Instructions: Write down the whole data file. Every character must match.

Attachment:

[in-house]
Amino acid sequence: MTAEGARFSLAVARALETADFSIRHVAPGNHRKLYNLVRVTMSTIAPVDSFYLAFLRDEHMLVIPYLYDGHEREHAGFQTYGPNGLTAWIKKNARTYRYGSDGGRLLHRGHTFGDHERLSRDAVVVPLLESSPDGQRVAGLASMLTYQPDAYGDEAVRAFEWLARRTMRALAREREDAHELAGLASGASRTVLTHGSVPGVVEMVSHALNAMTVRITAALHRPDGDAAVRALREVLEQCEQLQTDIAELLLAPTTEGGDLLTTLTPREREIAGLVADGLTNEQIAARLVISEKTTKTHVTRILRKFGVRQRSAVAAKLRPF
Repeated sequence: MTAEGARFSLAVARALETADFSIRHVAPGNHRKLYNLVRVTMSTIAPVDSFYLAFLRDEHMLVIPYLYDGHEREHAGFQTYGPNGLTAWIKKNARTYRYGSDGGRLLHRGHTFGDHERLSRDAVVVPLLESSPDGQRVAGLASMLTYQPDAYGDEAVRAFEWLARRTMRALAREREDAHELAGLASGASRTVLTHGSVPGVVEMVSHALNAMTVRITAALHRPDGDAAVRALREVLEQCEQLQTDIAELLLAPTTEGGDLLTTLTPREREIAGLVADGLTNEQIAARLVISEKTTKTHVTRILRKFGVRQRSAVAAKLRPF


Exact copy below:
[in-house]
Amino acid sequence: MTAEGARFSLAVARALETADFSIRHVAPGNHRKLYNLVRVTMSTIAPVDSFYLAFLRDEHMLVIPYLYDGHEREHAGFQTYGPNGLTAWIKKNARTYRYGSDGGRLLHRGHTFGDHERLSRDAVVVPLLESSPDGQRVAGLASMLTYQPDAYGDEAVRAFEWLARRTMRALAREREDAHELAGLASGASRTVLTHGSVPGVVEMVSHALNAMTVRITAALHRPDGDAAVRALREVLEQCEQLQTDIAELLLAPTTEGGDLLTTLTPREREIAGLVADGLTNEQIAARLVISEKTTKTHVTRILRKFGVRQRSAVAAKLRPF
Repeated sequence: MTAEGARFSLAVARALETADFSIRHVAPGNHRKLYNLVRVTMSTIAPVDSFYLAFLRDEHMLVIPYLYDGHEREHAGFQTYGPNGLTAWIKKNARTYRYGSDGGRLLHRGHTFGDHERLSRDAVVVPLLESSPDGQRVAGLASMLTYQPDAYGDEAVRAFEWLARRTMRALAREREDAHELAGLASGASRTVLTHGSVPGVVEMVSHALNAMTVRITAALHRPDGDAAVRALREVLEQCEQLQTDIAELLLAPTTEGGDLLTTLTPREREIAGLVADGLTNEQIAARLVISEKTTKTHVTRILRKFGVRQRSAVAAKLRPF